One need only glance at a handful of photos of those early days to know that Stephen was the cause of The Farm, which originated as a San Francisco "happening."

monday night class

Tellingly, there appears to be as much information in the world on Stephen as there is on The Farm, though both are well covered. Accounts on both subjects vary. I can't claim to have completely teased out fact from fiction, anecdote from myth, or an inside scoop from sour grapes, grudges or gossip. But there's a fascinating story and some clear, hard lessons to be had here nevertheless.

Stephen Gaskin 8

Stephen Gaskin (born February 16, 1935) is a counterculture hippie icon best known for his presence in the Haight-Ashbury district of San Francisco in the 1960s and for co-founding "The Farm", a famous spiritual intentional community in Summertown, Tennessee. He was a Green Party presidential primary candidate in 2000 on a platform which included campaign finance reform, universal health care, and decriminalization of marijuana. He is the author of over a dozen books, a father, a grandfather, a teacher, a musician (drummer), a semantic rapper, a public speaker, a political activist, a philanthropic organizer, and a self-proclaimed professional hippie.


He went to prison in 1974 for marijuana possession, as members of the community had, against his recommendation, planted several marijuana plants on the property.[2] He served one year of a three-year sentence.[2] While in prison, a class action suit on his behalf returned voting rights to more than a quarter of a million convicts.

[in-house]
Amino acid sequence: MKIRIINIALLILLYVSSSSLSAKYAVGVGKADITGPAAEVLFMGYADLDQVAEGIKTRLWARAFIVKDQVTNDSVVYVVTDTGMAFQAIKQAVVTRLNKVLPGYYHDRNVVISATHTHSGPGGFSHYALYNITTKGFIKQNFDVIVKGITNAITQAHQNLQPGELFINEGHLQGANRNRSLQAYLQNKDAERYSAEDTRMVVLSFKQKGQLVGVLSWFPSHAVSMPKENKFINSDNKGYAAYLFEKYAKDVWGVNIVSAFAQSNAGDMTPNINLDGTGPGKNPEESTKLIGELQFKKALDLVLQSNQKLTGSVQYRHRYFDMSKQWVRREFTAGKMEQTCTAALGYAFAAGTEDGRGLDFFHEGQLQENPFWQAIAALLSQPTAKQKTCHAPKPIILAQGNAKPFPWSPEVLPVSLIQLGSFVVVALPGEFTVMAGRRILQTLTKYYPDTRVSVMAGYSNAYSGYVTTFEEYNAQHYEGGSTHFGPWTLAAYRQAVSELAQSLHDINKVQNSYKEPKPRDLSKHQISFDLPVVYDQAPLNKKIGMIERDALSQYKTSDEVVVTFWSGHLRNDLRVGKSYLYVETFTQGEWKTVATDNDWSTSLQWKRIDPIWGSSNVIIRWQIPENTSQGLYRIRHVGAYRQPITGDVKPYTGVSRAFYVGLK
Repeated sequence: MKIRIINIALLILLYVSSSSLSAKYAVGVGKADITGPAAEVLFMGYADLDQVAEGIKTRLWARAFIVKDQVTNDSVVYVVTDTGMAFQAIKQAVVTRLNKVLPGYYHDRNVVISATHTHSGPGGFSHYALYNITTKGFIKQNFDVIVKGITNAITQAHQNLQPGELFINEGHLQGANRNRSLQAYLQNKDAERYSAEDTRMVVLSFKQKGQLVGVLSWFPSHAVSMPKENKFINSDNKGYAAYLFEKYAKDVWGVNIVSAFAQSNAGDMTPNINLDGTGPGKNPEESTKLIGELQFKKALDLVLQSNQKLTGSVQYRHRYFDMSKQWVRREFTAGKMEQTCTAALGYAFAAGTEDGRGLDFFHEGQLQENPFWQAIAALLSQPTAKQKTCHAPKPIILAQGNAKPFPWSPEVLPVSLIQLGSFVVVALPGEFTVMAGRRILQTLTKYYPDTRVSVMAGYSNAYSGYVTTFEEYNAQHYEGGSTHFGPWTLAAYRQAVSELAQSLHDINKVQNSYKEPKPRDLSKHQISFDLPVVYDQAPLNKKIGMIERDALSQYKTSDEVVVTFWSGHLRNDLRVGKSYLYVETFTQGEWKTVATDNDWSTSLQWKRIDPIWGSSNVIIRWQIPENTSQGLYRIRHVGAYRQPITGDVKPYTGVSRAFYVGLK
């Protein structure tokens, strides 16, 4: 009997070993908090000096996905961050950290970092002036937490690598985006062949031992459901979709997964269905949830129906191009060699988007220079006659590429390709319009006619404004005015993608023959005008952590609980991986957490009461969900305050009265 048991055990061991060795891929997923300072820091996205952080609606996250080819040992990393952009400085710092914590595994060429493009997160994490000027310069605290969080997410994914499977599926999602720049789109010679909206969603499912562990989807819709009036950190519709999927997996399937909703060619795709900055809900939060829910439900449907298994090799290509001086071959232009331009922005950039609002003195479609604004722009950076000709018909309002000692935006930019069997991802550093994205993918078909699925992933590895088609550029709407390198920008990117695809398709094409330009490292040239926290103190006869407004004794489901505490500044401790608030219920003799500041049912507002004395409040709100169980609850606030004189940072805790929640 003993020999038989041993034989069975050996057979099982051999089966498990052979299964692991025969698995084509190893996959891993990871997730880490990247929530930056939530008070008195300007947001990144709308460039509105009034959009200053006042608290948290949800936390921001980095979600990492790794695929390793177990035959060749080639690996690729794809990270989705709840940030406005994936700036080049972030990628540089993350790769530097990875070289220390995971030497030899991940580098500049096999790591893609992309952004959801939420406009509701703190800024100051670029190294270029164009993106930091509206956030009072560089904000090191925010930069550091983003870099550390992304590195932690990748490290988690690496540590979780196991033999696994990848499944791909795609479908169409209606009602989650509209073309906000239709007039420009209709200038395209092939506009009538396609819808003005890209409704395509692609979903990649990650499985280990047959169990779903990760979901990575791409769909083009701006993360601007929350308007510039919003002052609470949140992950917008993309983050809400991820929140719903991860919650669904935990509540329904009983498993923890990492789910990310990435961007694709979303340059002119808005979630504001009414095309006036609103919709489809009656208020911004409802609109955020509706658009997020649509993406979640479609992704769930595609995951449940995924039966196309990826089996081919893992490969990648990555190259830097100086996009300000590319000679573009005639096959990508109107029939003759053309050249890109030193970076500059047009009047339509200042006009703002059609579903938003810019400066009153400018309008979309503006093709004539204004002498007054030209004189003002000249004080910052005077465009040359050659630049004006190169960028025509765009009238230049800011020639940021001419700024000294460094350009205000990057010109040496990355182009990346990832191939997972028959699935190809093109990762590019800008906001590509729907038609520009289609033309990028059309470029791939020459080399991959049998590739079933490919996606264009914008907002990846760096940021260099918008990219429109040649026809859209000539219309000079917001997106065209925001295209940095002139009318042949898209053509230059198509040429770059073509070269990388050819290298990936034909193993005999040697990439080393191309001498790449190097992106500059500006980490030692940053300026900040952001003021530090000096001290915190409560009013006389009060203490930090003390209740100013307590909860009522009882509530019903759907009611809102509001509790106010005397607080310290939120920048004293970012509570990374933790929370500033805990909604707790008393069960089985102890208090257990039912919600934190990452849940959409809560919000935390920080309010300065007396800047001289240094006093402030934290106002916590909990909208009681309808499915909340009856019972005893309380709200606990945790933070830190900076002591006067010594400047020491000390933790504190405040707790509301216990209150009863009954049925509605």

Stephen Gaskin - Right Livelihood Award

Gaskin was recipient of the first Right Livelihood Award in 1980 and an inductee into the Counterculture Hall of Fame in 2004. He was awarded the Golden Bolt Award by The Farm Motor Pool (for helping buy a lemon semi), and won the Guru-Off (without even entering), racking up 77 points to Krishnamurti’s 73. - wikipedia/Steven Gaskin

Note: per the Right Livelihood Award list of laureates, Hassan Fathy of Egypt also received an award in 1980, "for developing 'Architecture for the Poor.'" Stephen and Plenty International (AKA "Plenty"), an organization established and run by Farm members, were acknowledged "for caring, sharing and acting on behalf of those in need at home and abroad."

Beginning in early '67, Stephen -- then an assistant professor of creative writing, semantics and English literature at San Francisco State -- cultivated a following by holding free Monday night "classes" in a series of increasingly larger venues.
Stephen Gaskin 9

By 1969, with regular attendance of about 1,500, class moved to the Family Dog On the Great Highway, a rock hall. The Dog was owned by Chet Helms, who founded Big Brother and the Holding Company and recruited Janis Joplin. He also had an event production and promotion company called "The Family Dog," and he was, by many accounts, father of the Summer of Love (1967).

chet_helms 2

"The San Francisco Rock and Roll scene was invented by the Family Dog and the Charlatans. All we wanted to do was throw a big dance to raise money to buy land in Arizona to run a mail order pet cemetery." - Travus T Hipp (quote source)

Family Dog

Stephen and his audience sought a paradigm to unify the impulses, understandings and possibilities that the sixties (on acid) had awakened.

monday night class 2

For many, the "trip" revealed an immediate, compelling intimation of oneness. Oneness was considered, prima facie, of supreme spiritual import. It made the need for peace and love both obvious and vital. And this oneness extended to the natural world. The trip was seen as a door to spiritual dimensions and new understandings of reality. One such epiphany recognized oneness on the material "plane" as the connection shared by all matter and energy through constant flux and exchanges within the atomic and quantum web.

Pretty sure this is where "far out" and "heavy" came from. :)

cosmic oneness